Loving Theatre and Living Within It

April 12th, 2012 § 0 comments

“I don’t care if I get paid at all. You don’t really do theater for money, it doesn’t make a lot of sense.” – John Malkovich

I’m inclined to give John Malkovich a pass on the statement above, as it was a response to a question about how much he was getting paid for a stage engagement. I’d also like to think that, since the statement was made at a press conference in Mexico, maybe there’s some bad translating involved. After all, Malkovich was an early member of the once scruffy and still ambitious Steppenwolf Theatre Company, so he’s paid his dues. As someone who alternates stage projects with art films (and the occasional Bruckheimer or Bay spectacle), he’s a star who hasn’t sold his soul to Hollywood, even if he has leveraged his name for such projects as a clothing line.  But I have to take note of the quote, because it is emblematic of how theatre is discussed in relation to television and film, and makes theatre out to be something less than those fields, something that is done out of a mix of love and charity alone.

I would have been much happier if that statement was, “I don’t really do theatre for money now.” I wish all celebrities took that tack. Because by generalizing to all actors, they minimize the fact that actors need to make money to live, even if they work on stage out of love; it is only the independently wealthy or the highly successful actors who work in other fields who can do theatre indulgently. The fact is, for everyone working in, or trying to work in theatre, artist or administrator, theatre is a career choice, not a lark. Perhaps most recognize they’re unlikely to get rich, but we cannot (pardon the expression) afford to have it treated as a pastime. We need those who have succeeded to make the case for why it needs to be funded, for why people working in the theatre should be able to make a living at it if they choose, a living that can support them, a spouse or partner, a family; a career that provides health insurance, that allows for vacations, that doesn’t require a second job.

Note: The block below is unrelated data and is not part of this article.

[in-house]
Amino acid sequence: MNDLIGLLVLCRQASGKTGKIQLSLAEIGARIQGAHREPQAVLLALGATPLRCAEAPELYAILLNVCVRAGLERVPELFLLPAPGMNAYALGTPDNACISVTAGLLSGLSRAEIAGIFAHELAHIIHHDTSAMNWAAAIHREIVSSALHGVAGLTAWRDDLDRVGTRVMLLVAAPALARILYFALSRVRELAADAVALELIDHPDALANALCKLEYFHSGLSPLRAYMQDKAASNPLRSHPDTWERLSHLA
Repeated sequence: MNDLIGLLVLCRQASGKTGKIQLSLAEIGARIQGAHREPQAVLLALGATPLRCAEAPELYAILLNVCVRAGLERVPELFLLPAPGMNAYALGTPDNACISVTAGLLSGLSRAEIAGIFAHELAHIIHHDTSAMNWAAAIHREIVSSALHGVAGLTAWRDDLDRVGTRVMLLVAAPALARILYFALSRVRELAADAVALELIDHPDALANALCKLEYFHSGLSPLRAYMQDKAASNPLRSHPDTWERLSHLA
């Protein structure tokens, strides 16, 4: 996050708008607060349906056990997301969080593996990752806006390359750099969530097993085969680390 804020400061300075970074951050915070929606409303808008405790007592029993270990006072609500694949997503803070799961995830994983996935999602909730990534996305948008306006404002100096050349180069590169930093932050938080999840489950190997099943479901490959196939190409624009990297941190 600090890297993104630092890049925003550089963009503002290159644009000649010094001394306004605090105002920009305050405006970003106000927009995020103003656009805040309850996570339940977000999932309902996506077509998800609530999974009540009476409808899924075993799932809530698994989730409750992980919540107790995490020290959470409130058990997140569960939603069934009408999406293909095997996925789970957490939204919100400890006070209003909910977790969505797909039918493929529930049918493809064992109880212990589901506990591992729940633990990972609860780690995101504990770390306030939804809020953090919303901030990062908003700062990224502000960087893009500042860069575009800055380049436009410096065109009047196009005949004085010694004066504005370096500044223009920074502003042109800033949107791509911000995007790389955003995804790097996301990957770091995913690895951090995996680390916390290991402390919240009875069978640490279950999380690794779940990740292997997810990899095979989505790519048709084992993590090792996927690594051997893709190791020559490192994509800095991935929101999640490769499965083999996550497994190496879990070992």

Does theatre pay like the movies or TV? No, it doesn’t (unless you’re Hugh Jackman or the authors of Wicked). But it can be a life, a fulfilling one. If every time a star takes to the stage they rhapsodize about love, and the press points out how extraordinary it is that they’re willing to take such a drastic pay cut to work on stage, the myth of theatre as avocation is perpetuated. Let’s also recognize that “no money” in theatre for celebrities is a relative term when they work commercially: they may not make as much as they do when working in those other fields, but trust me, we’d all be quite content with what I hear Ricky Martin is getting for appearing in Evita.

I have no doubt that when John Malkovich and the many celebrities spawned by or invited into Steppenwolf over the years return to that theatre, they make exactly what everyone else makes, and I applaud them for their commitment to that company and the many other theatres where they continue to work. That’s why I use the quote at the top of this piece as an object lesson, not a battering ram.

But let’s recognize it for hyperbole (I imagine if his fee were to go unpaid in Mexico, Malkovich’s agent or attorney would be getting on the phone right quick) and for unfortunate simplicity. Or perhaps everyone who can legitimately do so should immediately call his agent and offer him the greatest stage roles imaginable, the greatest directing projects he could desire. See what happens when you mention you’re asking him to donate his services.



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